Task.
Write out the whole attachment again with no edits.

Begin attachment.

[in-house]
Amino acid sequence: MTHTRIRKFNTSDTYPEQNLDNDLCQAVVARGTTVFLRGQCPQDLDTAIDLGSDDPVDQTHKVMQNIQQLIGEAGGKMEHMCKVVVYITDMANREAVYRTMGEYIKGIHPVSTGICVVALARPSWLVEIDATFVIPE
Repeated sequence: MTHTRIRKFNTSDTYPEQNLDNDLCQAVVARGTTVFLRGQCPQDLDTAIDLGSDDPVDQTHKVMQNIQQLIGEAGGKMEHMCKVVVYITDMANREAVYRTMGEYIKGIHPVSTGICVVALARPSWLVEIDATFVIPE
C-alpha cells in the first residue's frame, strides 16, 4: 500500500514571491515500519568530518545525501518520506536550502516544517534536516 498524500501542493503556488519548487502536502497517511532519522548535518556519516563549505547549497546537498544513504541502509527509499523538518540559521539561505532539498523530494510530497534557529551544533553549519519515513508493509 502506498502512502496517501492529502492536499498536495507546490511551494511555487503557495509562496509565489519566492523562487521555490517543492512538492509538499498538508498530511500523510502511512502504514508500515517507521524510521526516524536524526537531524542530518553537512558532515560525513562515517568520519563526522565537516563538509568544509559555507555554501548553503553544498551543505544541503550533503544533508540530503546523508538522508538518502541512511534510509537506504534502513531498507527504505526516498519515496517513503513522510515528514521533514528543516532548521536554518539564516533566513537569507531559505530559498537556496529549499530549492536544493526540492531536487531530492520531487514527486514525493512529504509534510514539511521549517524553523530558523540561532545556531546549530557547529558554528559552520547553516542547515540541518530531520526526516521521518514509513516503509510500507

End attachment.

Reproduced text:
[in-house]
Amino acid sequence: MTHTRIRKFNTSDTYPEQNLDNDLCQAVVARGTTVFLRGQCPQDLDTAIDLGSDDPVDQTHKVMQNIQQLIGEAGGKMEHMCKVVVYITDMANREAVYRTMGEYIKGIHPVSTGICVVALARPSWLVEIDATFVIPE
Repeated sequence: MTHTRIRKFNTSDTYPEQNLDNDLCQAVVARGTTVFLRGQCPQDLDTAIDLGSDDPVDQTHKVMQNIQQLIGEAGGKMEHMCKVVVYITDMANREAVYRTMGEYIKGIHPVSTGICVVALARPSWLVEIDATFVIPE
C-alpha cells in the first residue's frame, strides 16, 4: 500500500514571491515500519568530518545525501518520506536550502516544517534536516 498524500501542493503556488519548487502536502497517511532519522548535518556519516563549505547549497546537498544513504541502509527509499523538518540559521539561505532539498523530494510530497534557529551544533553549519519515513508493509 502506498502512502496517501492529502492536499498536495507546490511551494511555487503557495509562496509565489519566492523562487521555490517543492512538492509538499498538508498530511500523510502511512502504514508500515517507521524510521526516524536524526537531524542530518553537512558532515560525513562515517568520519563526522565537516563538509568544509559555507555554501548553503553544498551543505544541503550533503544533508540530503546523508538522508538518502541512511534510509537506504534502513531498507527504505526516498519515496517513503513522510515528514521533514528543516532548521536554518539564516533566513537569507531559505530559498537556496529549499530549492536544493526540492531536487531530492520531487514527486514525493512529504509534510514539511521549517524553523530558523540561532545556531546549530557547529558554528559552520547553516542547515540541518530531520526526516521521518514509513516503509510500507